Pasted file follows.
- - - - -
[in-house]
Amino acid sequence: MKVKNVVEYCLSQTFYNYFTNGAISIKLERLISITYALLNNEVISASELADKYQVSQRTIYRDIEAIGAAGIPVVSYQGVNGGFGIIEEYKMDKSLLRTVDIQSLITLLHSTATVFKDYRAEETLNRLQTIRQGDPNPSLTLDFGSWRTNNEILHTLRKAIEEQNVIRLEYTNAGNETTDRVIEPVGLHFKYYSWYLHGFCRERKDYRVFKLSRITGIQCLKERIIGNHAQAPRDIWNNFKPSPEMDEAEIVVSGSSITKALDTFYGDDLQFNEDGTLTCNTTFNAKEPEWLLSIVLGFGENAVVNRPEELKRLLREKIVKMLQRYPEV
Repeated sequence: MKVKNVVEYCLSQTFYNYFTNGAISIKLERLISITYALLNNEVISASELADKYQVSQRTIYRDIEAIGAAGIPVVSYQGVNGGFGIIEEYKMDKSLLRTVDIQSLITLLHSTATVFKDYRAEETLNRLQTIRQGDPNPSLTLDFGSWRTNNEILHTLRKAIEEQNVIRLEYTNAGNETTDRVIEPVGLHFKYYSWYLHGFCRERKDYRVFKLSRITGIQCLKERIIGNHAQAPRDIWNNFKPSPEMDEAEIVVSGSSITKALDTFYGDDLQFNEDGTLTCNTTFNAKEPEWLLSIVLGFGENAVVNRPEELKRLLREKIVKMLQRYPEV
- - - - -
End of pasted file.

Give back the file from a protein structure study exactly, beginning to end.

[in-house]
Amino acid sequence: MKVKNVVEYCLSQTFYNYFTNGAISIKLERLISITYALLNNEVISASELADKYQVSQRTIYRDIEAIGAAGIPVVSYQGVNGGFGIIEEYKMDKSLLRTVDIQSLITLLHSTATVFKDYRAEETLNRLQTIRQGDPNPSLTLDFGSWRTNNEILHTLRKAIEEQNVIRLEYTNAGNETTDRVIEPVGLHFKYYSWYLHGFCRERKDYRVFKLSRITGIQCLKERIIGNHAQAPRDIWNNFKPSPEMDEAEIVVSGSSITKALDTFYGDDLQFNEDGTLTCNTTFNAKEPEWLLSIVLGFGENAVVNRPEELKRLLREKIVKMLQRYPEV
Repeated sequence: MKVKNVVEYCLSQTFYNYFTNGAISIKLERLISITYALLNNEVISASELADKYQVSQRTIYRDIEAIGAAGIPVVSYQGVNGGFGIIEEYKMDKSLLRTVDIQSLITLLHSTATVFKDYRAEETLNRLQTIRQGDPNPSLTLDFGSWRTNNEILHTLRKAIEEQNVIRLEYTNAGNETTDRVIEPVGLHFKYYSWYLHGFCRERKDYRVFKLSRITGIQCLKERIIGNHAQAPRDIWNNFKPSPEMDEAEIVVSGSSITKALDTFYGDDLQFNEDGTLTCNTTFNAKEPEWLLSIVLGFGENAVVNRPEELKRLLREKIVKMLQRYPEV